Can I help it that I am looking back quite a bit these days? Older men tend to do that.
I look back partly because the tread on my tires is showing some wear, and it’s interesting to think about where I’ve been.
Also, I wonder if there’s anything that I’ve learned along the way.
A few years ago some seminary classmates and I applied for a Lilly Endowment grant. Our project sounded important, and the grant application was apparently quite convincing. We said we wanted look back over our decades of church experience and discover if there was anything worth passing along, perhaps to a new generation of pastors.
We even adopted the African word “sankofa” as the name for our group and the title of our project. But that decision may have exhausted our supply of creative energy. (Sankofa is a word in the Twi language of Ghana that translates – roughly – to “go back and get it.” The symbol is a bird turning around to find an egg and creating a heart shape.)
Don’t get me wrong. We certainly had fun with the grant money. We traveled around – Montreal, Pittsburgh, Austin, and I may have forgotten a place or two. We enjoyed good meals, and we played cards late into the night. I seem to remember that a good bourbon was a part of our research as well.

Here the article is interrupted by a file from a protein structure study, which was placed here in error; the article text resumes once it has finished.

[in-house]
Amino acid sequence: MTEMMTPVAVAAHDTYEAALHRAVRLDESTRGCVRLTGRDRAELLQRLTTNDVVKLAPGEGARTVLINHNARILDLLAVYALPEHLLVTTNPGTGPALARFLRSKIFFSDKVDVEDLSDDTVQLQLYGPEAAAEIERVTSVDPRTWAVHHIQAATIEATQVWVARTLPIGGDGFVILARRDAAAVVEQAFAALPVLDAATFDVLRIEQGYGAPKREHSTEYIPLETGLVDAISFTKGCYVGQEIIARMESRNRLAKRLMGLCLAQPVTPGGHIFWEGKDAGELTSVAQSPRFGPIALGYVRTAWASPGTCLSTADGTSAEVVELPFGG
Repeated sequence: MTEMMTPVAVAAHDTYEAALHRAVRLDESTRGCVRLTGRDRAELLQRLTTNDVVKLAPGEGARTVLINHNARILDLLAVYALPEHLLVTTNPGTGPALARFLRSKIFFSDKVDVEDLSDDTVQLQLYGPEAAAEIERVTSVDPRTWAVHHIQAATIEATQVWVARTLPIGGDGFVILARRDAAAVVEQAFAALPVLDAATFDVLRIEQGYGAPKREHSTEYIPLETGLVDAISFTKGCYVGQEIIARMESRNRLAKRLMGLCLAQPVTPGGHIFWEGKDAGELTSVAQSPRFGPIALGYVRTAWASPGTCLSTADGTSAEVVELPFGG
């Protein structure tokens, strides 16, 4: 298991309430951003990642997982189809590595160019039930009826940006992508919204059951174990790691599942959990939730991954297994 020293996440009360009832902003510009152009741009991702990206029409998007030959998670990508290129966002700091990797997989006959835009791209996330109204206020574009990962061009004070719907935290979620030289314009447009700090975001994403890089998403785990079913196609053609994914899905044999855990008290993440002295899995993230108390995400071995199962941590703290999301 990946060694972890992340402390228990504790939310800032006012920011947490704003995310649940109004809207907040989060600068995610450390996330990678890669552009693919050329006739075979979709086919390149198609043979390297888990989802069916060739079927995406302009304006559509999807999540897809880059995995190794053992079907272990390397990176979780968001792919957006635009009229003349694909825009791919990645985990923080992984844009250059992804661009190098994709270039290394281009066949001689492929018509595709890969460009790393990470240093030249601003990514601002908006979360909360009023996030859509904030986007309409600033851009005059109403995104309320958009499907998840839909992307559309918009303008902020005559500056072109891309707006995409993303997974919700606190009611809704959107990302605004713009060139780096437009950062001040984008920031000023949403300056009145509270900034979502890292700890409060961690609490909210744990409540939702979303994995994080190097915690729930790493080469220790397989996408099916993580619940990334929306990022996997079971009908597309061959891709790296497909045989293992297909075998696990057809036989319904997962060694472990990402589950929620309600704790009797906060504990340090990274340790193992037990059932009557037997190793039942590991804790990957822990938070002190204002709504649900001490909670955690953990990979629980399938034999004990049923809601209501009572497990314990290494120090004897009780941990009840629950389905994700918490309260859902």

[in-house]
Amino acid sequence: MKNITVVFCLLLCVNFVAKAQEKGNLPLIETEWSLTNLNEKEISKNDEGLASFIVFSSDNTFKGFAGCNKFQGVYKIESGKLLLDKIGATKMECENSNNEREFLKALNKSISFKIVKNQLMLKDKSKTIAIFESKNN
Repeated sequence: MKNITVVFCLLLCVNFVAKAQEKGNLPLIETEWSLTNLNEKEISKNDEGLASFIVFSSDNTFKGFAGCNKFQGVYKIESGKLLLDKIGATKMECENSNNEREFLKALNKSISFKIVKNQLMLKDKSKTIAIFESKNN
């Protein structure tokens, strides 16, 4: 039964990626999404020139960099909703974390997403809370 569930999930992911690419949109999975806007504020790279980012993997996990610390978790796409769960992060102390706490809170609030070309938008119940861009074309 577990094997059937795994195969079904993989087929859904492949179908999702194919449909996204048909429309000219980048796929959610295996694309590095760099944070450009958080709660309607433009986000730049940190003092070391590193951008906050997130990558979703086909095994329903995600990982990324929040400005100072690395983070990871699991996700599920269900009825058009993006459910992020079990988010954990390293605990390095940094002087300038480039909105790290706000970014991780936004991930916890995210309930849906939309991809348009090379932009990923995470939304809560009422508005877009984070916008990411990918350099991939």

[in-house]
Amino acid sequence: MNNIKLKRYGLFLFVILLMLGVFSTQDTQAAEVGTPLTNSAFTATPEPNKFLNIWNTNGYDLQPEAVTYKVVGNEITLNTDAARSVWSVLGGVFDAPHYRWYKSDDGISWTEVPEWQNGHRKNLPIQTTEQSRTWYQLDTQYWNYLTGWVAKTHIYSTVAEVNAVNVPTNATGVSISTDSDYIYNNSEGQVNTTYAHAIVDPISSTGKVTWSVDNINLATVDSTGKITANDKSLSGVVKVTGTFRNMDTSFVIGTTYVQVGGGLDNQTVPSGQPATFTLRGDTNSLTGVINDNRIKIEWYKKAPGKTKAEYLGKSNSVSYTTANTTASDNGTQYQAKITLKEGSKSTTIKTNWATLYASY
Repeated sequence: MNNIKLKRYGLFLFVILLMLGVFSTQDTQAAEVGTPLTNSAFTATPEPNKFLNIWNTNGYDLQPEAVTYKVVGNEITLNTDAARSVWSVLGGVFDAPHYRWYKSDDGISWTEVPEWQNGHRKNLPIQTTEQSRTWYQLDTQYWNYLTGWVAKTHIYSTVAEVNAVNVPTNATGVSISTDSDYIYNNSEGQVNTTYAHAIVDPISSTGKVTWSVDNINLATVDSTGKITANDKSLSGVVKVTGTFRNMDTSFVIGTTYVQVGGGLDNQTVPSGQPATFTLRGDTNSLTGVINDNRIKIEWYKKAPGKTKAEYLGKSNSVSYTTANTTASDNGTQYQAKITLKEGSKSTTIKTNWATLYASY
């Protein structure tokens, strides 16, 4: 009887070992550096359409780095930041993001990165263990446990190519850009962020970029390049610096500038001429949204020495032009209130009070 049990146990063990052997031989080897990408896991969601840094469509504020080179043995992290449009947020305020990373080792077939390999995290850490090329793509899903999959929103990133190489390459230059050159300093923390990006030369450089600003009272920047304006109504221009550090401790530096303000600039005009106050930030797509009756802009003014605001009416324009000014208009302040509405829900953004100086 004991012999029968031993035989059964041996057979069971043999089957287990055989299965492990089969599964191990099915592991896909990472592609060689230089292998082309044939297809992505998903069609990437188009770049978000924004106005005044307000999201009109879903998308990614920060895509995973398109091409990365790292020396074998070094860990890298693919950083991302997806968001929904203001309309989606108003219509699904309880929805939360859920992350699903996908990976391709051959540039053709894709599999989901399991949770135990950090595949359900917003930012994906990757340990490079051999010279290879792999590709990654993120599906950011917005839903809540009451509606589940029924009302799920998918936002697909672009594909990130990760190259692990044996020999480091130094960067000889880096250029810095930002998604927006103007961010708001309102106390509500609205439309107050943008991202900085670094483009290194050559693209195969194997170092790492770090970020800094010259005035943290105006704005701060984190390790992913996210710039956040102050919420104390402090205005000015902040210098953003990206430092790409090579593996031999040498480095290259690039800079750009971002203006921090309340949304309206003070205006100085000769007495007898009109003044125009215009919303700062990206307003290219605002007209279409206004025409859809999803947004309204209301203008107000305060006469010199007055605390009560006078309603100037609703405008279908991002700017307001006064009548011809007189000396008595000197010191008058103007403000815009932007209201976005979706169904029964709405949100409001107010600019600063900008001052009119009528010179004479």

We somehow convinced well-known theologians in each of those cities to spend a week with us. In the mornings, we would crowd into their book-lined offices, ask serious questions, and then listen as we remembered how much fun it was to be a theological student. In some ways, I now realize, we were reliving our student days.
When our money ran out three years later, we hadn’t published anything, and frankly we hadn’t thought of anything that our vast experience of church service had taught us, nothing that a newer generation of pastors might find worth knowing.
We worked and worked and came up empty.
In the years since the grant ended I have thought often of our project, but haven’t thought of anything that we missed. Ministry has changed so much since I started that I find myself wondering if I really know anything that a new pastor might want to know.
On the way to the train station yesterday morning, I found myself walking with a neighbor who was on his way to a card game with some other pensioners in our village. Our conversation turned out to be unexpected gift.
After a few minutes of German, which he gladly indulges me whenever we meet, we switched to English, and I asked him what he did before he retired. He was an engineer, he told me, at work on ways to store energy. Energy from the wind and sun isn’t worth much, as it turns out, if you can’t save it for those times when the sun isn’t shining and the wind isn’t blowing.
Unfortunately, he said, research today is almost entirely in batteries, not in the interesting methods he spent his life exploring and perfecting. I asked him how it felt to have devoted his life to something that no one today considered valuable.
He didn’t hesitate with his reply. He told me that the enjoyment was in the work – the endless fascination of it, the sense of discovery, the joy of progress. He seemed to have no regrets.
We reached the train station too soon, I thought, and so I headed up the steps to Track 3, and he kept going to his card game.
I think I would enjoy playing cards with him and learning from him. He has something to teach me.